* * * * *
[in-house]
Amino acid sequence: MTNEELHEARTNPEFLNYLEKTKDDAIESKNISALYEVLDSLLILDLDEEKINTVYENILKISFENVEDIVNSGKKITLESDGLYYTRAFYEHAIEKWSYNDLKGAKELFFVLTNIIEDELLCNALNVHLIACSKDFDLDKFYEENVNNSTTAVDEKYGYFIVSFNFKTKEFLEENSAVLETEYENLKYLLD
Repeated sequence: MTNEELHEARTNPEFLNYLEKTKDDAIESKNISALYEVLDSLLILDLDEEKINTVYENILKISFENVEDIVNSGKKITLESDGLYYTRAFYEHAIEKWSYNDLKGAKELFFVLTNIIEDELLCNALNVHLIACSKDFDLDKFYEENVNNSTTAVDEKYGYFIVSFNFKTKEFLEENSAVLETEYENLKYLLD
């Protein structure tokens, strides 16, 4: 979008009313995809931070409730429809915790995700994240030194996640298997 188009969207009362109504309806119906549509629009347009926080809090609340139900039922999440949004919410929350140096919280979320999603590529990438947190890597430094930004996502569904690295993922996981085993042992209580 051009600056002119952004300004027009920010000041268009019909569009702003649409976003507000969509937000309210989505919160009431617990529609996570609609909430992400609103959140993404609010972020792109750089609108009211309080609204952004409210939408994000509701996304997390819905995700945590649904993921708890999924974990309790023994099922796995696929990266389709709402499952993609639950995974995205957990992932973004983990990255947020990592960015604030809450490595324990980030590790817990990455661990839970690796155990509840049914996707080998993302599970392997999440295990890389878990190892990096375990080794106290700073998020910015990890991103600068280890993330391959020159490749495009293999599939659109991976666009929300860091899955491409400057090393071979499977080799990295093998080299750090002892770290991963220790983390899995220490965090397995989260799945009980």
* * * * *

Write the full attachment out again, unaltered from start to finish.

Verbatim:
[in-house]
Amino acid sequence: MTNEELHEARTNPEFLNYLEKTKDDAIESKNISALYEVLDSLLILDLDEEKINTVYENILKISFENVEDIVNSGKKITLESDGLYYTRAFYEHAIEKWSYNDLKGAKELFFVLTNIIEDELLCNALNVHLIACSKDFDLDKFYEENVNNSTTAVDEKYGYFIVSFNFKTKEFLEENSAVLETEYENLKYLLD
Repeated sequence: MTNEELHEARTNPEFLNYLEKTKDDAIESKNISALYEVLDSLLILDLDEEKINTVYENILKISFENVEDIVNSGKKITLESDGLYYTRAFYEHAIEKWSYNDLKGAKELFFVLTNIIEDELLCNALNVHLIACSKDFDLDKFYEENVNNSTTAVDEKYGYFIVSFNFKTKEFLEENSAVLETEYENLKYLLD
């Protein structure tokens, strides 16, 4: 979008009313995809931070409730429809915790995700994240030194996640298997 188009969207009362109504309806119906549509629009347009926080809090609340139900039922999440949004919410929350140096919280979320999603590529990438947190890597430094930004996502569904690295993922996981085993042992209580 051009600056002119952004300004027009920010000041268009019909569009702003649409976003507000969509937000309210989505919160009431617990529609996570609609909430992400609103959140993404609010972020792109750089609108009211309080609204952004409210939408994000509701996304997390819905995700945590649904993921708890999924974990309790023994099922796995696929990266389709709402499952993609639950995974995205957990992932973004983990990255947020990592960015604030809450490595324990980030590790817990990455661990839970690796155990509840049914996707080998993302599970392997999440295990890389878990190892990096375990080794106290700073998020910015990890991103600068280890993330391959020159490749495009293999599939659109991976666009929300860091899955491409400057090393071979499977080799990295093998080299750090002892770290991963220790983390899995220490965090397995989260799945009980």